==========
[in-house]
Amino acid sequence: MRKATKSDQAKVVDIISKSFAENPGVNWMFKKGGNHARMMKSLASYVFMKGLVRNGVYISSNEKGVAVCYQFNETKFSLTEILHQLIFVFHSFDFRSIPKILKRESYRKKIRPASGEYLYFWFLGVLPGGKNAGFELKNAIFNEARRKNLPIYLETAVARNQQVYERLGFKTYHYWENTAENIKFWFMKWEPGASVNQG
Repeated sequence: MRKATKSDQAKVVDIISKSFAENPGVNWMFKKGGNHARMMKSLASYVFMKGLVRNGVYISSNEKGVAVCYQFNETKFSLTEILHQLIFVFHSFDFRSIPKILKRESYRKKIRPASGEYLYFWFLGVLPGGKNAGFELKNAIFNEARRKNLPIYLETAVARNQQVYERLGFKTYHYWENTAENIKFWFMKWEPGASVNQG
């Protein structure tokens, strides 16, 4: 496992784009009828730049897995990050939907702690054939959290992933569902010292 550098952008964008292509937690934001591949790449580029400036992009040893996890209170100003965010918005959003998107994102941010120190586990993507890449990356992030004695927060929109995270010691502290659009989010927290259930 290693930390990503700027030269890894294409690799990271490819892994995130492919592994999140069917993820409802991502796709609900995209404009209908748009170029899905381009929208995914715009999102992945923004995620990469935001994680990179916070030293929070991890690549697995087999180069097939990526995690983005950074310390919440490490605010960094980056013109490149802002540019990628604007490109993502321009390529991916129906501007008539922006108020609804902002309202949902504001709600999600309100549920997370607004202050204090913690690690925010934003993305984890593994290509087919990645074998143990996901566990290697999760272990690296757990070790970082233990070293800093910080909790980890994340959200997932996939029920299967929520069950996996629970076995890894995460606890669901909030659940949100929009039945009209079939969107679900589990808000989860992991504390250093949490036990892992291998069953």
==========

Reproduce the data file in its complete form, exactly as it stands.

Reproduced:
[in-house]
Amino acid sequence: MRKATKSDQAKVVDIISKSFAENPGVNWMFKKGGNHARMMKSLASYVFMKGLVRNGVYISSNEKGVAVCYQFNETKFSLTEILHQLIFVFHSFDFRSIPKILKRESYRKKIRPASGEYLYFWFLGVLPGGKNAGFELKNAIFNEARRKNLPIYLETAVARNQQVYERLGFKTYHYWENTAENIKFWFMKWEPGASVNQG
Repeated sequence: MRKATKSDQAKVVDIISKSFAENPGVNWMFKKGGNHARMMKSLASYVFMKGLVRNGVYISSNEKGVAVCYQFNETKFSLTEILHQLIFVFHSFDFRSIPKILKRESYRKKIRPASGEYLYFWFLGVLPGGKNAGFELKNAIFNEARRKNLPIYLETAVARNQQVYERLGFKTYHYWENTAENIKFWFMKWEPGASVNQG
């Protein structure tokens, strides 16, 4: 496992784009009828730049897995990050939907702690054939959290992933569902010292 550098952008964008292509937690934001591949790449580029400036992009040893996890209170100003965010918005959003998107994102941010120190586990993507890449990356992030004695927060929109995270010691502290659009989010927290259930 290693930390990503700027030269890894294409690799990271490819892994995130492919592994999140069917993820409802991502796709609900995209404009209908748009170029899905381009929208995914715009999102992945923004995620990469935001994680990179916070030293929070991890690549697995087999180069097939990526995690983005950074310390919440490490605010960094980056013109490149802002540019990628604007490109993502321009390529991916129906501007008539922006108020609804902002309202949902504001709600999600309100549920997370607004202050204090913690690690925010934003993305984890593994290509087919990645074998143990996901566990290697999760272990690296757990070790970082233990070293800093910080909790980890994340959200997932996939029920299967929520069950996996629970076995890894995460606890669901909030659940949100929009039945009209079939969107679900589990808000989860992991504390250093949490036990892992291998069953």